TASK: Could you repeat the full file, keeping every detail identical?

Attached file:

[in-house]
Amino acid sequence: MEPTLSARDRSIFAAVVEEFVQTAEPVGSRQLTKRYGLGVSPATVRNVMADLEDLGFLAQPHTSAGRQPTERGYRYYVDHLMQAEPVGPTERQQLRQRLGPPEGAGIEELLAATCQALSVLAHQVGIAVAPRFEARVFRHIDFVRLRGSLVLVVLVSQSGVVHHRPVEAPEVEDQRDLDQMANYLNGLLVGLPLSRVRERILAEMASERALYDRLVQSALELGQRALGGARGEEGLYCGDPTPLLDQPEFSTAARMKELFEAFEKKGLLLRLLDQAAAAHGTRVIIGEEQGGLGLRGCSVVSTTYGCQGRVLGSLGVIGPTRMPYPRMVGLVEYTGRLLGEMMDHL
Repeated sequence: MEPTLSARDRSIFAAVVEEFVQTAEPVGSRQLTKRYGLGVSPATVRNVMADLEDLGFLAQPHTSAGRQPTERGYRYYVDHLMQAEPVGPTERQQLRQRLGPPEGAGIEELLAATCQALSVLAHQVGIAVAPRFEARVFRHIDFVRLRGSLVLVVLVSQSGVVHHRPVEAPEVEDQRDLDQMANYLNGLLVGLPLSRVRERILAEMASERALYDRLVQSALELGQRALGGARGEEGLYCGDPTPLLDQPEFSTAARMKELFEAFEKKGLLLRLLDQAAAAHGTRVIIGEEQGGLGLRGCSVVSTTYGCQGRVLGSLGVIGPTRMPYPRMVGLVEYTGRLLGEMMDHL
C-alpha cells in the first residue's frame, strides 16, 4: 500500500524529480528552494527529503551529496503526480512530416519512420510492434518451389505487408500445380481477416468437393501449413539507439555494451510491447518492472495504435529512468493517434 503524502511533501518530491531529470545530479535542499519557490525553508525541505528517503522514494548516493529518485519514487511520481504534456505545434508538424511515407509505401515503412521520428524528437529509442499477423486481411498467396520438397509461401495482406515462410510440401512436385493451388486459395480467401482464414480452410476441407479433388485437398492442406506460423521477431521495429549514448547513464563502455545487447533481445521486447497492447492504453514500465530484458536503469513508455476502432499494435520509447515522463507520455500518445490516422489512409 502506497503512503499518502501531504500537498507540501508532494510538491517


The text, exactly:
[in-house]
Amino acid sequence: MEPTLSARDRSIFAAVVEEFVQTAEPVGSRQLTKRYGLGVSPATVRNVMADLEDLGFLAQPHTSAGRQPTERGYRYYVDHLMQAEPVGPTERQQLRQRLGPPEGAGIEELLAATCQALSVLAHQVGIAVAPRFEARVFRHIDFVRLRGSLVLVVLVSQSGVVHHRPVEAPEVEDQRDLDQMANYLNGLLVGLPLSRVRERILAEMASERALYDRLVQSALELGQRALGGARGEEGLYCGDPTPLLDQPEFSTAARMKELFEAFEKKGLLLRLLDQAAAAHGTRVIIGEEQGGLGLRGCSVVSTTYGCQGRVLGSLGVIGPTRMPYPRMVGLVEYTGRLLGEMMDHL
Repeated sequence: MEPTLSARDRSIFAAVVEEFVQTAEPVGSRQLTKRYGLGVSPATVRNVMADLEDLGFLAQPHTSAGRQPTERGYRYYVDHLMQAEPVGPTERQQLRQRLGPPEGAGIEELLAATCQALSVLAHQVGIAVAPRFEARVFRHIDFVRLRGSLVLVVLVSQSGVVHHRPVEAPEVEDQRDLDQMANYLNGLLVGLPLSRVRERILAEMASERALYDRLVQSALELGQRALGGARGEEGLYCGDPTPLLDQPEFSTAARMKELFEAFEKKGLLLRLLDQAAAAHGTRVIIGEEQGGLGLRGCSVVSTTYGCQGRVLGSLGVIGPTRMPYPRMVGLVEYTGRLLGEMMDHL
C-alpha cells in the first residue's frame, strides 16, 4: 500500500524529480528552494527529503551529496503526480512530416519512420510492434518451389505487408500445380481477416468437393501449413539507439555494451510491447518492472495504435529512468493517434 503524502511533501518530491531529470545530479535542499519557490525553508525541505528517503522514494548516493529518485519514487511520481504534456505545434508538424511515407509505401515503412521520428524528437529509442499477423486481411498467396520438397509461401495482406515462410510440401512436385493451388486459395480467401482464414480452410476441407479433388485437398492442406506460423521477431521495429549514448547513464563502455545487447533481445521486447497492447492504453514500465530484458536503469513508455476502432499494435520509447515522463507520455500518445490516422489512409 502506497503512503499518502501531504500537498507540501508532494510538491517